Capt. Richard Lance is unjustly held responsible, by his men and girlfriend, for an Indian massacre death of beloved Lt. Holloway. Holloway is killed while escorting a dangerous Indian ... See full summary »
Jim Douglas has been relentlessly pursuing the four outlaws who murdered his wife, but finds them in jail about to be hanged. While he waits to witness their execution, they escape; and the... See full summary »
Post WWII yarn about a young GI abducted by the Soviets in West Berlin and hauled off to the East. His recovery gets complicated as Colonel Steve Van Dyke (Peck) tries to sort out the ... See full summary »
A young writer goes to Wiesbaden to write about gambling and gamblers, only to ultimately become a compulsive gambler himself. Losing all his wealth, as well as his moral fibre, he commits ... See full summary »
Robert Wilson leads safaris on the Kenyan savanna. On this occasion, he takes Mr. and Mrs. Macomber out to hunt buffalo. The obnoxious ways of Margaret Macomber make the three of them get ... See full summary »
A band of bank robbers on the run from a posse flee into the desert. Near death from lack of water they stumble into what appears to be a ghost town, only to discover an old prospector and his granddaughter living there. The robbers discover that the old man has been mining gold and set out to make a quick fortune by robbing the pair. Their plan runs foul when the gang leader, Stretch, falls for the granddaughter, which sets off a showdown between the entire gang. Written by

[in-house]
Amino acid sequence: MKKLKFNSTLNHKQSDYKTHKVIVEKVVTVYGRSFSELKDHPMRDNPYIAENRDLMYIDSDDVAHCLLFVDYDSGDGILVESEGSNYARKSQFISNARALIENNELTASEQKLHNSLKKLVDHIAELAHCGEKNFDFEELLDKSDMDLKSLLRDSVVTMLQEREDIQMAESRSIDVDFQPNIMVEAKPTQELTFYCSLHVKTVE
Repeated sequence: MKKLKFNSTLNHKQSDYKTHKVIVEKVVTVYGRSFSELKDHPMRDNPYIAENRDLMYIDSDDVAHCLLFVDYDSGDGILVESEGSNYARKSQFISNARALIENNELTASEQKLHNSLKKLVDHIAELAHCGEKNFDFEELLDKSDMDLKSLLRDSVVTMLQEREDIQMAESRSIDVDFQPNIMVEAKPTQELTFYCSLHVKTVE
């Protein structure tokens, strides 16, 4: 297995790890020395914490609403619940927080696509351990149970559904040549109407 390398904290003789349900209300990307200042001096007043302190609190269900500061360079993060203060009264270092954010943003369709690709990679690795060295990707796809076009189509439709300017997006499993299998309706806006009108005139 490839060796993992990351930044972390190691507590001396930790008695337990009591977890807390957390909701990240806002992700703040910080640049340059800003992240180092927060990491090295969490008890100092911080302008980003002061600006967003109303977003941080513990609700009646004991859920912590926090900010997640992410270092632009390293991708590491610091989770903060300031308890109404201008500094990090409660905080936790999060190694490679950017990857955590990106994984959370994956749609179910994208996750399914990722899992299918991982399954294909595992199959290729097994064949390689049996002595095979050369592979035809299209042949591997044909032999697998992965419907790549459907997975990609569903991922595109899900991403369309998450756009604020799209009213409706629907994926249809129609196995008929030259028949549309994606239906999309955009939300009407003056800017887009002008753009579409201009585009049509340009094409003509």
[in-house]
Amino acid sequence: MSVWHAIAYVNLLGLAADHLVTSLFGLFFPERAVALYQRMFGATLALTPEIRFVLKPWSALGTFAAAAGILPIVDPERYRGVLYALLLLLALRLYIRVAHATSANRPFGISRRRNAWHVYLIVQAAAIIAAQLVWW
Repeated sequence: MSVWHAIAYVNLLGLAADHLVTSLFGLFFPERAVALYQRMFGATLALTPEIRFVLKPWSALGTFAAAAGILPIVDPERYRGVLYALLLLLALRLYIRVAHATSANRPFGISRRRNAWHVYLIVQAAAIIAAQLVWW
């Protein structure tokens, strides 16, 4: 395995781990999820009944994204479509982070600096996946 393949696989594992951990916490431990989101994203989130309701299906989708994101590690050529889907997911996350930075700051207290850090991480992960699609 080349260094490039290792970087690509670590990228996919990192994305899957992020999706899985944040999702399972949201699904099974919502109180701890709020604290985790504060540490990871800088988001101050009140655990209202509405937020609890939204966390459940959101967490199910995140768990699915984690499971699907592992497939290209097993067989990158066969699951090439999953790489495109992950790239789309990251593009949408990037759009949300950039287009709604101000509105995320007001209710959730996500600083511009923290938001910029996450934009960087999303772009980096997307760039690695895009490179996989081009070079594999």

E.W. DesMarais <email@example.com>
The plot of "Yellow Sky" may not be the most original but the performances more than make up for it. A gang of bank robbers cross a dangerous desert only to find themselves in a ghost town. But there are two inhabitants in the ruins; a young woman and her prospecting grandfather. The gang members immediately suspect that the two are hiding gold in their dilapidated mine and set out to rob them. The leader of the gang, however, (a young Gregory Peck) falls in love with the young woman (Anne Baxter) and a showdown is inevitable with the rest of the outlaws. Richard Widmark, in fine form as "Dude" a gambler/murderer with his trademark smirk intact, is Peck's main rival in the gang. The Black and White photography is excellent and the exteriors, filmed in Death Valley, give the movie a much-needed sense of realism. Director William Wellman received outstanding performances from this cast and the movie is considered a minor classic by most film historians. They don't make 'em like this anymore---but they should.
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